The recent dramatic events changed not only Armenia’s government but also the “mindsets” of its citizens and earned the country a “very positive image” abroad, a senior European Union diplomat said on Tuesday.
“I believe that what happened in Armenia is something very deep,” Piotr Switalski, the head of the EU Delegation in Yerevan, told RFE/L’s Armenian service in an interview. “It’s not just about a change in power, it’s not about bringing new faces or new political personalities into the government. It’s not about changing policies.”
“This was a revolution of mindsets,” he said. “People decided to get rid of the remnants of past thinking, past syndromes. I believe that is something lasting. In particular, the young people [in Armenia] are different people now.”
“The challenge for the [new] government and also for the society at large is to sustain this positive change and this positive energy which has started emanating from the people,” stressed Switalski.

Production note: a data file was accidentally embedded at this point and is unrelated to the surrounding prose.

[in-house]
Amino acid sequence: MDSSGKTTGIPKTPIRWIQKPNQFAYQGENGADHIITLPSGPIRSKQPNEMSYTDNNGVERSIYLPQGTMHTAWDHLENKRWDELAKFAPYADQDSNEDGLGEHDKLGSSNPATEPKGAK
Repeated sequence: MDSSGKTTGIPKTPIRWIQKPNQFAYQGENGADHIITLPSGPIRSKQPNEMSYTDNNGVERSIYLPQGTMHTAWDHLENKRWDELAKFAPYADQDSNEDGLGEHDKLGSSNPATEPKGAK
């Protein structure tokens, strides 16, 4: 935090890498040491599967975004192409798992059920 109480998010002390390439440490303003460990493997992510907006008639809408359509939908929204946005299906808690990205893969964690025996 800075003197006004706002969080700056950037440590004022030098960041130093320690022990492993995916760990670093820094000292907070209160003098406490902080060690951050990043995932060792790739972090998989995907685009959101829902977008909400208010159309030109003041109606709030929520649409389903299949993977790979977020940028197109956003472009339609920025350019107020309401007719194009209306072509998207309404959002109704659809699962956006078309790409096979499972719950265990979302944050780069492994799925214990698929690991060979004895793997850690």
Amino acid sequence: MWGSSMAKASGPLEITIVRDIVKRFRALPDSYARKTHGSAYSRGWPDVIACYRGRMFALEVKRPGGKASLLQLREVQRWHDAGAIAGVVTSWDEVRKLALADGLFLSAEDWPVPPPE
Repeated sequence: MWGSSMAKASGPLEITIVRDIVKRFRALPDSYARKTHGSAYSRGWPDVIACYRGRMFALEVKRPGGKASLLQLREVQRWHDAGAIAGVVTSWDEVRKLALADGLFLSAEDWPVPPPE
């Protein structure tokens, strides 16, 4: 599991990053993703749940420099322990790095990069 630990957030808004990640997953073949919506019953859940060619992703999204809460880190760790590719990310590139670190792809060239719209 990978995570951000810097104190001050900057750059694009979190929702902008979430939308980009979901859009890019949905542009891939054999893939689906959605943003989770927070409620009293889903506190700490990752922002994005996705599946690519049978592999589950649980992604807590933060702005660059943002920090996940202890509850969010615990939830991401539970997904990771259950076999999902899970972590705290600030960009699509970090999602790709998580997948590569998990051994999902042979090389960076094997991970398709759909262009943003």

The envoy also praised Armenia’s former leadership, the leaders of protest movement that removed it from power as well as “other political and societal forces” for jointly ending the nearly month-long unrest.
“I think that from the political point of view what happened in Armenia was very unique because the crisis which erupted in Armenia has been solved, defused peacefully and within the constitutional frameworks, which has sent a very powerful message to the outside world … This message is building a very positive image of Armenia in the outside world,” he said.
“It is sending a powerful signal about the solidarity, unity and political maturity of the Armenian society,” added Switalski.
The EU closely monitored the crisis in Armenia sparked by former President Serzh Sarkisian’s attempt to hold on to power after serving out his second presidential term on April 9. It repeatedly urged Armenian political factions to end the standoff through dialogue.
Donald Tusk, president of the European Council, and Jean-Claude Juncker, the European Commission president, sent a congratulatory letter to Nikol Pashinian, the main organizer of massive anti-Sarkisian protests, two days after he was elected prime minister on May 8. “We look forward to cooperating with you in your new position to further strengthen the relations between the European Union and Armenia,” they wrote.